## 116c- Lecture 16

May 24, 2008

We showed that $\Delta_1$ formulas are absolute among transitive models of (enough) set theory, and used this to prove that satisfiability for transitive sets is absolute. More precisely, let $\mathrm{Sat}(a,b,c)$ mean that $a$ is a transitive set $M$, $b$ codes a formula $\varphi(\vec x)$$c$ is a tuple $\vec X$ of elements of $M$, and $M\models\varphi(\vec X)$. Then $\mathrm{Sat}(a,b,c)$ is $\Delta_1$. Using this and the reflection theorem we can conclude that $\Delta_1$ is actually the extent of absoluteness in set theory, meaning that whenever there is a finite $S$ such that $\phi$ is absolute for transitive models of $S$, then $\phi$ is (provably equivalent to) a $\Delta_1$ statement.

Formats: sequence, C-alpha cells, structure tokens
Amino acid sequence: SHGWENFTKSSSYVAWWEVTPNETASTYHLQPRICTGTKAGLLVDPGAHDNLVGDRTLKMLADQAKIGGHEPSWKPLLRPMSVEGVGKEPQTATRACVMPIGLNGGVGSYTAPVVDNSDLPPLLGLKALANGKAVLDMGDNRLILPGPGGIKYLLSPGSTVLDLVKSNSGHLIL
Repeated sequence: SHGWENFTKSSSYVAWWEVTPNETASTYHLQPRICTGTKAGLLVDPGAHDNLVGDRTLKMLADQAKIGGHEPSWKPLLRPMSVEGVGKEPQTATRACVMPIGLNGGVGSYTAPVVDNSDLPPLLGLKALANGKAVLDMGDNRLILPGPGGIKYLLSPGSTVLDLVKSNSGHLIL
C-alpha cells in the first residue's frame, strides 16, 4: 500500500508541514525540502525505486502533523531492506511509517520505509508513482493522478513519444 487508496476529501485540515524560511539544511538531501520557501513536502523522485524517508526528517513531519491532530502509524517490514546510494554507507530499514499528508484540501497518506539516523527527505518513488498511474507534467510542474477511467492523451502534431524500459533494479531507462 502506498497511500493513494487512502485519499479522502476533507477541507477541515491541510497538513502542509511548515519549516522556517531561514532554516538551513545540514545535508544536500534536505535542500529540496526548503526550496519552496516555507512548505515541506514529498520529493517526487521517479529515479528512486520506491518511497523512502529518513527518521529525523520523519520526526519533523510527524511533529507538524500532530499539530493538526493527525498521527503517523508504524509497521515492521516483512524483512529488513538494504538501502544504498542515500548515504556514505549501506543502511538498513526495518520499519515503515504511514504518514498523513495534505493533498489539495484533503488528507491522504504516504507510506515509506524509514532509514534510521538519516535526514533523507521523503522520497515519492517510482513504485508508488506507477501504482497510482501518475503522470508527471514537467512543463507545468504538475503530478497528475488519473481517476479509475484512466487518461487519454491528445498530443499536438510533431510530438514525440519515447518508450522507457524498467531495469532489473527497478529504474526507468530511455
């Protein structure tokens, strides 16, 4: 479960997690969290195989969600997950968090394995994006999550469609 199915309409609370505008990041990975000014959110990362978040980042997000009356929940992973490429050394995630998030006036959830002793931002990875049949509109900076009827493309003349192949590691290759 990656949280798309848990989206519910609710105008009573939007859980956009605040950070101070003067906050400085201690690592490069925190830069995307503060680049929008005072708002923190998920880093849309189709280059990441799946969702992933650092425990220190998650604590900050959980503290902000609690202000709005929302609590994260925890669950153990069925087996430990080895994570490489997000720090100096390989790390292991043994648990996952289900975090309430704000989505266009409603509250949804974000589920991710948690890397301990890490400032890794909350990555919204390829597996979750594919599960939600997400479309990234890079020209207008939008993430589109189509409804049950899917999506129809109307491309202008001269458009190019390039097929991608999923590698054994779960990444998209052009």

We exhibited a few formulas that are not absolute. For example, “$x$ is a cardinal” and “$x=V_\alpha$,” although both are $\Pi_1$ and therefore relativize downwards.

The main application of the absoluteness of satisfiability is that it allows us to define the constructible hierarchy and Gödel’s constructible universe $L$.

Remark. On the other hand, we cannot define in general satisfiability for transitive classes, by Tarski’s undefinability of truth theorem. The difference with the case of sets is that with sets the recursive definition of $M\models\dots$ involves several bounded quantifiers, ranging over finite powers of $M$. With general proper classes $M$, these quantifiers would be unbounded. An easy inductive argument shows that we can define partial satisfiability predicates (and therefore partial truth predicates), meaning that for each natural number $n$ and each class $M$ we can find a $\Sigma_n$ formula that defines satisfiability for $\Sigma_n$ formulas with respect to $M$; although we cannot in general find a uniform definition that works simultaneously for all $n$.